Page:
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Old 02-06-2013, 03:41 PM   #1
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Default Good method for turning flywheel?

I recently read a thread on one of the machining websites about a method for turning a flywheel that I am unsure about. it just doesn't seem to be a safe way of doing it, so I would like some input on whether or not it is a legitimate method.

The machinest said he cuts a square piece of aluminum plate (his was 2 inches square) and then he center punches it. He then puts gaffers tape on the chuck jaws and adjusts them in to make them close together. He then presses the piece of plate between the jaws and the tailstock with a live center in it. The plate is held only by the pressure of the live center in the center punch hole pressing against the chuck.

Is this a safe way to hold the piece for machining? It seems to me that a square piece of plate banging against the tool as it spins would put a LOT of pressure on the piece and would knock it out of the pinched-in position. I would cut the ends off the square piece first to make it closer to the rounded disk it will become so there wouldn't be so much pounding on the tool, but I still am nervous about this method of holding the stock for turning.

Is this pinched-in process a legitimate way to do this? Thoughts?

Jeff



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Old 02-06-2013, 04:28 PM   #2
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As you described it sounds like an accident waiting to happen. Of course it depends on size and material for starters, cast vs cut surface, but not a solid method in my opinion.

If that was the kind of thing you wanted to do, I'd drill a center hole on each side of the hub, and place a center in the spindle or chuck and another in the TS, make up a bolt to drive with the chuck and away you go.

On an 8" CI flywheel with spokes, I grabbed it with outside jaws and shimmed the runout both axially and radially to 1/2 of the measured amount, and cut the face and OD to clean. Then with a concentric OD recenter so as the hub can be made round, then remachine the OD to be concentric with the hub.

Since there was a greater amount of stock that could be removed from the OD vs the hub, it makes sense to center to the hub, then the OD in this case.



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Old 02-06-2013, 05:43 PM   #3
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If that was the kind of thing you wanted to do, I'd drill a center hole on each side of the hub, and place a center in the spindle or chuck and another in the TS, make up a bolt to drive with the chuck and away you go.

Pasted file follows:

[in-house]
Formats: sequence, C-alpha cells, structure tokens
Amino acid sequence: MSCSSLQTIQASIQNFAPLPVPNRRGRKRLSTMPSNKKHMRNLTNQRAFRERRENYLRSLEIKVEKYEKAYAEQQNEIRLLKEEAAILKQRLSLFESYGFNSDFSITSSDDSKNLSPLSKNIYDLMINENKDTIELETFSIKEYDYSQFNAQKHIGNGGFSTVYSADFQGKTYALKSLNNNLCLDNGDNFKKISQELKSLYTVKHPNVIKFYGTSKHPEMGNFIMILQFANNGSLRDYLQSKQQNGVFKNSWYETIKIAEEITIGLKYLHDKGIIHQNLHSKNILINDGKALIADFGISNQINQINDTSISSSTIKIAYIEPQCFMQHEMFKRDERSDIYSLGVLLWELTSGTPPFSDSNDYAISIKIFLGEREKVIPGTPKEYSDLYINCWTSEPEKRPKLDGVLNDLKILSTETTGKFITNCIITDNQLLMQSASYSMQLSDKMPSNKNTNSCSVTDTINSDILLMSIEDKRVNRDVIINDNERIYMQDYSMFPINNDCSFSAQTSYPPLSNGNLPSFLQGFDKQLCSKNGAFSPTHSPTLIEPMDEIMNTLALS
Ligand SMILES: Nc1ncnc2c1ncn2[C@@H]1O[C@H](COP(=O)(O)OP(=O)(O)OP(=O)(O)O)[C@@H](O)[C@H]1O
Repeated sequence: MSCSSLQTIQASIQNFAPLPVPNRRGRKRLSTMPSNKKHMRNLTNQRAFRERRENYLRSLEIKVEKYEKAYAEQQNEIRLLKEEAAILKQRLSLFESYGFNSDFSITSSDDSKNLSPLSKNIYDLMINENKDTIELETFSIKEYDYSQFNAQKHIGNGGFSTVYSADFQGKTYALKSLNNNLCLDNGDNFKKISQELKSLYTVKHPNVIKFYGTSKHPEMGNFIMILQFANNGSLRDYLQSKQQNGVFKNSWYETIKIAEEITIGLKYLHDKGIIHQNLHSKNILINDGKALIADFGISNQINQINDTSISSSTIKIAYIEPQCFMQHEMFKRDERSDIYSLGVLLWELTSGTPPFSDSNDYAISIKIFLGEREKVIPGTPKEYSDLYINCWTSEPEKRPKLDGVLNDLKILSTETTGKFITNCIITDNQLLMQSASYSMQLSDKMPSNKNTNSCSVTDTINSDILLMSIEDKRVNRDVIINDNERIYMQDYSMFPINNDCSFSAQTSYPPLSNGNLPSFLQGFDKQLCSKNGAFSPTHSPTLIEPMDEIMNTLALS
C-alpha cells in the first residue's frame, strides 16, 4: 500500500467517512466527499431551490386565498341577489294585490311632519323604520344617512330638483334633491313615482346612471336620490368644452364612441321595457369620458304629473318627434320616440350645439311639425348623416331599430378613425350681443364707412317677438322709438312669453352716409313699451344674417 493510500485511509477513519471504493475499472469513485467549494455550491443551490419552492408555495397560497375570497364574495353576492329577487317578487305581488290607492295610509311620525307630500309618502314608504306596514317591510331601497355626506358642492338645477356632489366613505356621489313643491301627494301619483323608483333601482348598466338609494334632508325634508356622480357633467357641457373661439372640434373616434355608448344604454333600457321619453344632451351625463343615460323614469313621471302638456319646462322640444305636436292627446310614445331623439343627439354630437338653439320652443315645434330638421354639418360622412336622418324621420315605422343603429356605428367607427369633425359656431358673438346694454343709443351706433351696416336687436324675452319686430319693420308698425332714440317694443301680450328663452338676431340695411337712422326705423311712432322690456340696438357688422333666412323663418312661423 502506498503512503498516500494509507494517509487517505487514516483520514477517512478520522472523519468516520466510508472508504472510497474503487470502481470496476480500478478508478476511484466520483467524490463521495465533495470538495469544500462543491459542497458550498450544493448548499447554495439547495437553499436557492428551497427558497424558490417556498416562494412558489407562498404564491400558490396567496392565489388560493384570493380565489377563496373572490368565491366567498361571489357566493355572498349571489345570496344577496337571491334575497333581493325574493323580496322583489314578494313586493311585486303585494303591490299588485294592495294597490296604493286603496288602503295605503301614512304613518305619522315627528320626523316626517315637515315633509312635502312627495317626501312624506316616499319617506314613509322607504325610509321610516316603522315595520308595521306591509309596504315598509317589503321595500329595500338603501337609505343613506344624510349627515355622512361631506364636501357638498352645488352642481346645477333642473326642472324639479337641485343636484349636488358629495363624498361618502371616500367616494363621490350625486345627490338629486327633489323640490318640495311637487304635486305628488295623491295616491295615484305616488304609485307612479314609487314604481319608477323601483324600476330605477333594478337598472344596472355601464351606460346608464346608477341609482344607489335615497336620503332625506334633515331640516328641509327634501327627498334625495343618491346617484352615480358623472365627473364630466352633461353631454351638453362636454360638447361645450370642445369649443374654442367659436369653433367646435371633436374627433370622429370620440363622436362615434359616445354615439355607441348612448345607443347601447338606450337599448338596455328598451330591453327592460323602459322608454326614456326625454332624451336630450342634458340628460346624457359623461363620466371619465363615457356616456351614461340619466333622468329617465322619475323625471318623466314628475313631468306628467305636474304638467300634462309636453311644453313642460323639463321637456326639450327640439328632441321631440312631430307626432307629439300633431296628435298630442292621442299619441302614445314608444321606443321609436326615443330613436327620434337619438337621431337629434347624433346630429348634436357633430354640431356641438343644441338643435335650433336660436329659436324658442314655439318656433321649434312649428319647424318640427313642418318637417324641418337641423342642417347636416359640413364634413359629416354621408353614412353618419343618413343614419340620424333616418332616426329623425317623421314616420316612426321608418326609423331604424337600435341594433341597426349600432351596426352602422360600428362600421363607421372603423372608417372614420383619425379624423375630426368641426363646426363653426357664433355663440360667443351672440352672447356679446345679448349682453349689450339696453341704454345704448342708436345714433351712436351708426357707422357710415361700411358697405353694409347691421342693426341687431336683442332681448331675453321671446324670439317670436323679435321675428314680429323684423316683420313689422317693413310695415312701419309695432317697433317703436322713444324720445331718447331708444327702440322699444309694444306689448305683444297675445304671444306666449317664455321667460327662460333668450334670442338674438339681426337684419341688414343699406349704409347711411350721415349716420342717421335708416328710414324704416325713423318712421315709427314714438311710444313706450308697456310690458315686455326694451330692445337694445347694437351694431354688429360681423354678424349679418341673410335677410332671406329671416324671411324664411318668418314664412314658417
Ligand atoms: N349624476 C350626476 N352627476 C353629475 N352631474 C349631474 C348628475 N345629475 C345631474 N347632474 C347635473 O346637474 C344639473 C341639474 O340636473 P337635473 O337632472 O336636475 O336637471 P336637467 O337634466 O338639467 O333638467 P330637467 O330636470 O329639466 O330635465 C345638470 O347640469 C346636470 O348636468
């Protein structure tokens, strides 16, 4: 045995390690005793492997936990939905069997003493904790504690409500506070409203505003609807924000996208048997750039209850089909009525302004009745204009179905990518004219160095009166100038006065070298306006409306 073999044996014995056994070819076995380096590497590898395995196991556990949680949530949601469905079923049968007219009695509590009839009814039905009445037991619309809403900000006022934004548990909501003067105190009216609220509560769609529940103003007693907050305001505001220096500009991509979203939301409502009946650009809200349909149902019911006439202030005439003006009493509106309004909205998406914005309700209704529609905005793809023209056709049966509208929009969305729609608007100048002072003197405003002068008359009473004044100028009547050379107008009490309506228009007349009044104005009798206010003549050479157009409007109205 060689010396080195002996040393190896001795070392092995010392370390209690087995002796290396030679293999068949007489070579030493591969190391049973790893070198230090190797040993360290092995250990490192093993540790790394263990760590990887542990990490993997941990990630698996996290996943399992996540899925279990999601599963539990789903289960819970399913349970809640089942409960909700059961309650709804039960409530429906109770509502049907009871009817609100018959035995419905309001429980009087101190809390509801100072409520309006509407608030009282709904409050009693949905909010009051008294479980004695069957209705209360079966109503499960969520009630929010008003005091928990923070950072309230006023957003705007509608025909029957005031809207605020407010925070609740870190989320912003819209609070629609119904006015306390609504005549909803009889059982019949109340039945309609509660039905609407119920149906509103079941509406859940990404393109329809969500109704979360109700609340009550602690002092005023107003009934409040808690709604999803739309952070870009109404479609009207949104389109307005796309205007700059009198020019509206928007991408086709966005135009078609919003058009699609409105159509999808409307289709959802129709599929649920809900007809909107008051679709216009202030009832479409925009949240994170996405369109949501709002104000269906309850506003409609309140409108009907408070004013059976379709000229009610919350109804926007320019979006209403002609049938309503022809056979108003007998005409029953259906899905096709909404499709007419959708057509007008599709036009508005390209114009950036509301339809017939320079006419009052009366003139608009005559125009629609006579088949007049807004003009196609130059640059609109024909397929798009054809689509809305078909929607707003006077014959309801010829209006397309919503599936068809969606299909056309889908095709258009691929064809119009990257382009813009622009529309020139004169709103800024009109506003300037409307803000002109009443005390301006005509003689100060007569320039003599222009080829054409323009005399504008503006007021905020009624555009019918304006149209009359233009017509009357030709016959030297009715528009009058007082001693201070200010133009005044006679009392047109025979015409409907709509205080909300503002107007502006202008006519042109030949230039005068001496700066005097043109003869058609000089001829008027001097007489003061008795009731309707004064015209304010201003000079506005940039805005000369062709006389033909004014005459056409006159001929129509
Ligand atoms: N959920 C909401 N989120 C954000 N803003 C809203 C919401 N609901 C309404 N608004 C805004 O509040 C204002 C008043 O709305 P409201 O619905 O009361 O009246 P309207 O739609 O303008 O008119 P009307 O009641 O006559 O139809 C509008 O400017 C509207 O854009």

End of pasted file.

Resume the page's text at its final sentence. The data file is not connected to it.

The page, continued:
How would you make up a bolt to drive with the chuck? I get what you are saying about having a center in both the chuck and TS, but how do you get the bolt setup to drive the piece?

Jeff

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Old 02-06-2013, 05:51 PM   #4
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That's Bogstandard's method, and it works well. Cuts have to be light on the perimeter until you get fairly close to round, as the interrupted cuts can tear it lose.
If you prefer, you can take the corners off with the saw, to get closer to round, but even that isn't necessary.

I have used this method several times. No problems at all.

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Old 02-06-2013, 06:08 PM   #5
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Originally Posted by rleete View Post
That's Bogstandard's method, and it works well. Cuts have to be light on the perimeter until you get fairly close to round, as the interrupted cuts can tear it lose.
If you prefer, you can take the corners off with the saw, to get closer to round, but even that isn't necessary.

I have used this method several times. No problems at all.
>
Thank you for that response! It just seemed to me that not much would be holding the piece when turning it. Do you tighten up the tailstock as tight as you can get it? Also, is it better to center drill the piece for the live center, or just punch it? If center drilled it would at least offer some addtional depth for the live center. Can you tell I'm a bit nervous?
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Old 02-06-2013, 06:15 PM   #6
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Quote: